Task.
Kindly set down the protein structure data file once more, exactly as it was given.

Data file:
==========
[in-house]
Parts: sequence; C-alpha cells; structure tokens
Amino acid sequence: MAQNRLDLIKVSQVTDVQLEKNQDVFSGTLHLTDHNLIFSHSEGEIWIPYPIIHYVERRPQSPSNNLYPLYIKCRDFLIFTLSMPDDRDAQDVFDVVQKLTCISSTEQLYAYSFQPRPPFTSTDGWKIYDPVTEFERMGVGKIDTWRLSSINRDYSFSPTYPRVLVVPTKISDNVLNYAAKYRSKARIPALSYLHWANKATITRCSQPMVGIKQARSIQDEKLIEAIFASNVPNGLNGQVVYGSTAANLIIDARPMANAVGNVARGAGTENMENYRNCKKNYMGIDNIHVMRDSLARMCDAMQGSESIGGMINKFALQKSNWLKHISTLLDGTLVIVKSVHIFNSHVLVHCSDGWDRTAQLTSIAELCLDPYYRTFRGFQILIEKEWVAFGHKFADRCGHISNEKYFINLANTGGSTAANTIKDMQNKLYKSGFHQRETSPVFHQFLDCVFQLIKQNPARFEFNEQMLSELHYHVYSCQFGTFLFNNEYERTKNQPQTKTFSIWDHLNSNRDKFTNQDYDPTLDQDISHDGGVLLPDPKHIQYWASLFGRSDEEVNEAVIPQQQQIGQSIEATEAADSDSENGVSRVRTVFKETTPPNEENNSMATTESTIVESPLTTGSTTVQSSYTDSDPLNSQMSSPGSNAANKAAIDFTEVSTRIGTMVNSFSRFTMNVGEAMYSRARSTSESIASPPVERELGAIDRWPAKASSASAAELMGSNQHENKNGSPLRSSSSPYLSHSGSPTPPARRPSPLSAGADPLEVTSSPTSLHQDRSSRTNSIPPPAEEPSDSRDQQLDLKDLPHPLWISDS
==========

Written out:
[in-house]
Parts: sequence; C-alpha cells; structure tokens
Amino acid sequence: MAQNRLDLIKVSQVTDVQLEKNQDVFSGTLHLTDHNLIFSHSEGEIWIPYPIIHYVERRPQSPSNNLYPLYIKCRDFLIFTLSMPDDRDAQDVFDVVQKLTCISSTEQLYAYSFQPRPPFTSTDGWKIYDPVTEFERMGVGKIDTWRLSSINRDYSFSPTYPRVLVVPTKISDNVLNYAAKYRSKARIPALSYLHWANKATITRCSQPMVGIKQARSIQDEKLIEAIFASNVPNGLNGQVVYGSTAANLIIDARPMANAVGNVARGAGTENMENYRNCKKNYMGIDNIHVMRDSLARMCDAMQGSESIGGMINKFALQKSNWLKHISTLLDGTLVIVKSVHIFNSHVLVHCSDGWDRTAQLTSIAELCLDPYYRTFRGFQILIEKEWVAFGHKFADRCGHISNEKYFINLANTGGSTAANTIKDMQNKLYKSGFHQRETSPVFHQFLDCVFQLIKQNPARFEFNEQMLSELHYHVYSCQFGTFLFNNEYERTKNQPQTKTFSIWDHLNSNRDKFTNQDYDPTLDQDISHDGGVLLPDPKHIQYWASLFGRSDEEVNEAVIPQQQQIGQSIEATEAADSDSENGVSRVRTVFKETTPPNEENNSMATTESTIVESPLTTGSTTVQSSYTDSDPLNSQMSSPGSNAANKAAIDFTEVSTRIGTMVNSFSRFTMNVGEAMYSRARSTSESIASPPVERELGAIDRWPAKASSASAAELMGSNQHENKNGSPLRSSSSPYLSHSGSPTPPARRPSPLSAGADPLEVTSSPTSLHQDRSSRTNSIPPPAEEPSDSRDQQLDLKDLPHPLWISDS